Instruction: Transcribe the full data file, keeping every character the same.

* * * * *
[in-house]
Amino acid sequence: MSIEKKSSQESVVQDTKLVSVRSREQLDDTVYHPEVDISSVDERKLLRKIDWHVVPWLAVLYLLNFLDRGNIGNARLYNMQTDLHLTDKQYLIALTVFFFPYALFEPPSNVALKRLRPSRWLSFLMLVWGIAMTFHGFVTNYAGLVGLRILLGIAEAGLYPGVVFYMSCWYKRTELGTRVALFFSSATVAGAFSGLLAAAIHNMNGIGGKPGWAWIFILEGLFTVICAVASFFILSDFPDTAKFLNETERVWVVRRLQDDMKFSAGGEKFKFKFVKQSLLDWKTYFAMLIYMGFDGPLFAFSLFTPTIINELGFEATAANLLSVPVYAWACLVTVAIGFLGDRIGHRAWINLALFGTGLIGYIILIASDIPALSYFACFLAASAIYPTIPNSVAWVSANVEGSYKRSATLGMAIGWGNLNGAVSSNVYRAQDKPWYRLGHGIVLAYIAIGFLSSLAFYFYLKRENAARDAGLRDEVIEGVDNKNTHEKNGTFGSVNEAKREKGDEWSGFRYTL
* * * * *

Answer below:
[in-house]
Amino acid sequence: MSIEKKSSQESVVQDTKLVSVRSREQLDDTVYHPEVDISSVDERKLLRKIDWHVVPWLAVLYLLNFLDRGNIGNARLYNMQTDLHLTDKQYLIALTVFFFPYALFEPPSNVALKRLRPSRWLSFLMLVWGIAMTFHGFVTNYAGLVGLRILLGIAEAGLYPGVVFYMSCWYKRTELGTRVALFFSSATVAGAFSGLLAAAIHNMNGIGGKPGWAWIFILEGLFTVICAVASFFILSDFPDTAKFLNETERVWVVRRLQDDMKFSAGGEKFKFKFVKQSLLDWKTYFAMLIYMGFDGPLFAFSLFTPTIINELGFEATAANLLSVPVYAWACLVTVAIGFLGDRIGHRAWINLALFGTGLIGYIILIASDIPALSYFACFLAASAIYPTIPNSVAWVSANVEGSYKRSATLGMAIGWGNLNGAVSSNVYRAQDKPWYRLGHGIVLAYIAIGFLSSLAFYFYLKRENAARDAGLRDEVIEGVDNKNTHEKNGTFGSVNEAKREKGDEWSGFRYTL